planting garden in colorado

Start Your Colorado Garden in March

Spring is here! The first warm season of the year is every gardener’s favorite time of the year. Time to start the year new with beautiful blooms and new plants. Colorado is warming up again, so here are some tips to start your dream garden this year:

Asses your environment

Make sure to wait until the tell-tale signs of spring start showing. Some of these are appearances of snowdrop bulbs, crocus, and/or winter aconite. Snow may be melting, but it doesn’t mean a nasty cold snap could happen at any moment. Wait for a couple of weeks after the first signs of new growth just in case it dips below freezing again- killing any progress you may have started.

Some winter damage may begin to show itself in the forms of snow mold. If you find gray circular patches on your lawn, don’t call a professional just yet. The lawn is not dead, it just needs a good raking to dry out with the warmer weather.


Before you start preparing your plants for a new growing season, make sure your working with dry soil as to avoid clumping. Cleaning and sharpening your gardening tools help make the process more efficient and effective- try using a metal oil to prevent rusting over the years.

Not all plants require the same exact maintenance schedule, and some need to be pruned before blooming or mid-season. Plants like roses and ornamental grass need to be pruned before first bloom for best results. However, plants like lilac, forsythia, and quince should all be bloomed shortly after Memorial Day, or first bloom. Then there are specific breeds like grapevines that require mid-season pruning only after the second year. Consult your local arborist for a complete care guide for your specific garden if you are unsure about pruning schedules.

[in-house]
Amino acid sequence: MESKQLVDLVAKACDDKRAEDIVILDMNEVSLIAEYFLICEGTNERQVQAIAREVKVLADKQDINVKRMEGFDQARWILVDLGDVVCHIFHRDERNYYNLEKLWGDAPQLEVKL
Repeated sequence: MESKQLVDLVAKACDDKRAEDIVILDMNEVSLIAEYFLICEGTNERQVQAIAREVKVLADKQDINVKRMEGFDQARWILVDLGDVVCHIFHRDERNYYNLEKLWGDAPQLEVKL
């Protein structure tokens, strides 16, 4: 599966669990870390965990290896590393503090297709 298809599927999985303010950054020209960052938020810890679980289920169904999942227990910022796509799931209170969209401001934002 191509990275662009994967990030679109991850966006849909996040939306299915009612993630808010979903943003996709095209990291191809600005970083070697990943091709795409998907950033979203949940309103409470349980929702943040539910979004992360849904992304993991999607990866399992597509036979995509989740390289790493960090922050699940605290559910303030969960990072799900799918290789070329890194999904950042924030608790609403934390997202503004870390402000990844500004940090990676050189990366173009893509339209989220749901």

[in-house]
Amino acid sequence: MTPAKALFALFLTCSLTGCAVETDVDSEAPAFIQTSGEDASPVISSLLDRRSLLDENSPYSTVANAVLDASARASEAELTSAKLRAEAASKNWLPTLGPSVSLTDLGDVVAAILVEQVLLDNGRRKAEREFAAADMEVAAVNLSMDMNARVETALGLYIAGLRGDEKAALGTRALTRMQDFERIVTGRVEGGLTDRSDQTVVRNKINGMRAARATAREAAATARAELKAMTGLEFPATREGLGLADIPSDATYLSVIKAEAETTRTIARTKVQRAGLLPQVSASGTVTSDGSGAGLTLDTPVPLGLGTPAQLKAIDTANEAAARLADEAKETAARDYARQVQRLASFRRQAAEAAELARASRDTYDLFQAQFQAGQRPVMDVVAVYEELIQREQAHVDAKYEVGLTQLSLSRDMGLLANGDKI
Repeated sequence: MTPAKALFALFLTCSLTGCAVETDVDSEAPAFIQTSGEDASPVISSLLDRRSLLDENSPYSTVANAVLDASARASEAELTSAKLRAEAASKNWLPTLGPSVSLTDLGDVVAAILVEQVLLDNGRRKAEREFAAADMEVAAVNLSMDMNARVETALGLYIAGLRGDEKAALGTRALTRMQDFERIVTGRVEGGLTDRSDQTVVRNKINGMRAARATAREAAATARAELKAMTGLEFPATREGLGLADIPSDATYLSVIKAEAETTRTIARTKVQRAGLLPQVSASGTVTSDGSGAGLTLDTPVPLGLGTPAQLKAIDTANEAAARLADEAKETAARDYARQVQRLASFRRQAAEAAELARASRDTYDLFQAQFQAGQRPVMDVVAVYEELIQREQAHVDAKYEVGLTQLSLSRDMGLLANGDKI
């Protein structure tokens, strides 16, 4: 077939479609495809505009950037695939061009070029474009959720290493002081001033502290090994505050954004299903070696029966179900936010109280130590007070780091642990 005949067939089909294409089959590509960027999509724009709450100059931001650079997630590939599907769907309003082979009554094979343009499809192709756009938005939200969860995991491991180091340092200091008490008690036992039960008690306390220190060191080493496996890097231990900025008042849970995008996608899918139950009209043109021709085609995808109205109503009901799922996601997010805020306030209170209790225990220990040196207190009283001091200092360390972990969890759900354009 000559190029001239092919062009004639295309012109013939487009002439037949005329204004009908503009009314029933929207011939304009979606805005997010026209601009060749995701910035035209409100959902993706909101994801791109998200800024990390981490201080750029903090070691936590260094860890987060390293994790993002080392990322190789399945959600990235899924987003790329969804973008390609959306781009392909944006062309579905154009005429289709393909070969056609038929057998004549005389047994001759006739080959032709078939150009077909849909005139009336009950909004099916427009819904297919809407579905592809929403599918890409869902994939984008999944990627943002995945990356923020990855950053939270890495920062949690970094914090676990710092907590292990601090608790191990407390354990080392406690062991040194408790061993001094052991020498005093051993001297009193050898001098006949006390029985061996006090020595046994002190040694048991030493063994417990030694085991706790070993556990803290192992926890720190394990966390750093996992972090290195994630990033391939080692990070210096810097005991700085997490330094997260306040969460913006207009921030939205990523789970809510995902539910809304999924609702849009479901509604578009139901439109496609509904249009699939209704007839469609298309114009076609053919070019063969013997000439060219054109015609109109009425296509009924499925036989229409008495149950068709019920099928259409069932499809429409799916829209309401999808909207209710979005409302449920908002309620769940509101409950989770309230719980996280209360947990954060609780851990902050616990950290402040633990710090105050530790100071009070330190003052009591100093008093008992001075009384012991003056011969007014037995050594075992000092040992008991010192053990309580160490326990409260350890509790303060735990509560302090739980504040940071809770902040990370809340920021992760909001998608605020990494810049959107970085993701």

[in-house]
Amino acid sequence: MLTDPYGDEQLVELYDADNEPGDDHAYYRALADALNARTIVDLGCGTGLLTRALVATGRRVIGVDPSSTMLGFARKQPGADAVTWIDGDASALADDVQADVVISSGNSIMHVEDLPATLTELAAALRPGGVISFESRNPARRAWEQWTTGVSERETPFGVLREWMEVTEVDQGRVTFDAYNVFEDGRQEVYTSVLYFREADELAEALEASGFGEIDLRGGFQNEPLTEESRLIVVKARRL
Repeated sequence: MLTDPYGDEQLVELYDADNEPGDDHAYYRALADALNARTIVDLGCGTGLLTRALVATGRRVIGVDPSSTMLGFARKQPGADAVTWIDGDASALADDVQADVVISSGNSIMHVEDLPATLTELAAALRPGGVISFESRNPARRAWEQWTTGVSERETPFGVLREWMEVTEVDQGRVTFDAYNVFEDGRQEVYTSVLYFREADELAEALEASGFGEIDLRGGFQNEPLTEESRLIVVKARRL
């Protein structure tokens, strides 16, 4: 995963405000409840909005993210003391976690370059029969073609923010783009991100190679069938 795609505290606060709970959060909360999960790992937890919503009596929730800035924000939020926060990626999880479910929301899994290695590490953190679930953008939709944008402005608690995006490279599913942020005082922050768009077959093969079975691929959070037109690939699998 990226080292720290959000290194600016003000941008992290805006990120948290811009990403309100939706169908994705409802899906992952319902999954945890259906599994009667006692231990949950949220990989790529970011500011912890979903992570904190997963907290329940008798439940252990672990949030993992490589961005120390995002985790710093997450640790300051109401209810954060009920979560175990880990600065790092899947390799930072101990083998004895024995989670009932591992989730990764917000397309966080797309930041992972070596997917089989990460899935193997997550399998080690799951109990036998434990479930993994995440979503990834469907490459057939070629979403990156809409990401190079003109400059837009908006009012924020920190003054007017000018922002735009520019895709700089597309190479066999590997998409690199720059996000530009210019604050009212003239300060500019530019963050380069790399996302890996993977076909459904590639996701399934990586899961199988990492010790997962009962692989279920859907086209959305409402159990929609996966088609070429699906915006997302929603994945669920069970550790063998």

Some trees, especially fruit species, struggle and inevitably die during a harsh winter. Do NOT try to remove a tree yourself, but instead contact an arborist to professionally remove the affected plant and avoid thousands of dollars in potential damages.

Pruning trees may not be necessary until the first growth is in full swing but be sure to finish your pruning on large trees and overgrown shrubs by mid-March. Wait until the temperature warms to 40 degrees or above to start watering, and water while the sun is at its highest. To establish how much water your tree needs, use a screwdriver to poke the ground around the tree- if it is nearly unable to break the soil, it is too dry. If it drags in the soil with little resistance, then put off watering drastically.

If your tree is younger, establishing some stakes for spring may be the best way to secure the plan and ensure it grows straight. The stakes should be loose enough to give some and should be removed after one growing season.

Your Indoor Plants

Though your indoor plants have enjoyed a warmer winter, they do suffer with less sunlight. You will notice slight blooming with longer hours of sunlight, which is the best time to transfer to a slightly larger pot.

Use sterile potting soil and carefully replant your plant in a sunny spot of the house. Pro tip: use coffee filters in the bottom of the pot instead of rocks to leave more room for roots, and longer use of the new pot. Don’t fertilize your new potted environment for at least one month but do water succulents 2 days after repotting.

Spring is the perfect time to clean out the old and begin fresh again. Design your perfect Colorado garden and care system with Front Range Arborists today.